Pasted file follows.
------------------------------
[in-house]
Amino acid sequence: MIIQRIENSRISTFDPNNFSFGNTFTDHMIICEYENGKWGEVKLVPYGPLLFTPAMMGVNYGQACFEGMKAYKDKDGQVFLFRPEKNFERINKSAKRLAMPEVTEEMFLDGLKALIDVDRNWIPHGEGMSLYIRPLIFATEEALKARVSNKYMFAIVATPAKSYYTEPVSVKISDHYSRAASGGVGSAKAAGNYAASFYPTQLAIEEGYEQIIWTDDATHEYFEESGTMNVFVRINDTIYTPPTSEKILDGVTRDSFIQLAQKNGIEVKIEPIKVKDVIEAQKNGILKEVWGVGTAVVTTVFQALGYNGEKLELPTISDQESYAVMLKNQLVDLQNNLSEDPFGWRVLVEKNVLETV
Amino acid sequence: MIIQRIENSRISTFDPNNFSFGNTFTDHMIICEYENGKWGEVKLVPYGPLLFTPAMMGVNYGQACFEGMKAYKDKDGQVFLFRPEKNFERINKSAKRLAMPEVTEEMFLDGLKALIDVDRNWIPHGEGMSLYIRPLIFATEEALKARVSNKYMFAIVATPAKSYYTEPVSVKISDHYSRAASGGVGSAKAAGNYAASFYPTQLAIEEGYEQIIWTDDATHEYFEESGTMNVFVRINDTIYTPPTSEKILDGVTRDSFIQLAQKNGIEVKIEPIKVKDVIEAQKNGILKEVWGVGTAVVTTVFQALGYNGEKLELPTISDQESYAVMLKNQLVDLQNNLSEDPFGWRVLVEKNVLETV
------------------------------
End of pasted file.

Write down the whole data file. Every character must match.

[in-house]
Amino acid sequence: MIIQRIENSRISTFDPNNFSFGNTFTDHMIICEYENGKWGEVKLVPYGPLLFTPAMMGVNYGQACFEGMKAYKDKDGQVFLFRPEKNFERINKSAKRLAMPEVTEEMFLDGLKALIDVDRNWIPHGEGMSLYIRPLIFATEEALKARVSNKYMFAIVATPAKSYYTEPVSVKISDHYSRAASGGVGSAKAAGNYAASFYPTQLAIEEGYEQIIWTDDATHEYFEESGTMNVFVRINDTIYTPPTSEKILDGVTRDSFIQLAQKNGIEVKIEPIKVKDVIEAQKNGILKEVWGVGTAVVTTVFQALGYNGEKLELPTISDQESYAVMLKNQLVDLQNNLSEDPFGWRVLVEKNVLETV
Amino acid sequence: MIIQRIENSRISTFDPNNFSFGNTFTDHMIICEYENGKWGEVKLVPYGPLLFTPAMMGVNYGQACFEGMKAYKDKDGQVFLFRPEKNFERINKSAKRLAMPEVTEEMFLDGLKALIDVDRNWIPHGEGMSLYIRPLIFATEEALKARVSNKYMFAIVATPAKSYYTEPVSVKISDHYSRAASGGVGSAKAAGNYAASFYPTQLAIEEGYEQIIWTDDATHEYFEESGTMNVFVRINDTIYTPPTSEKILDGVTRDSFIQLAQKNGIEVKIEPIKVKDVIEAQKNGILKEVWGVGTAVVTTVFQALGYNGEKLELPTISDQESYAVMLKNQLVDLQNNLSEDPFGWRVLVEKNVLETV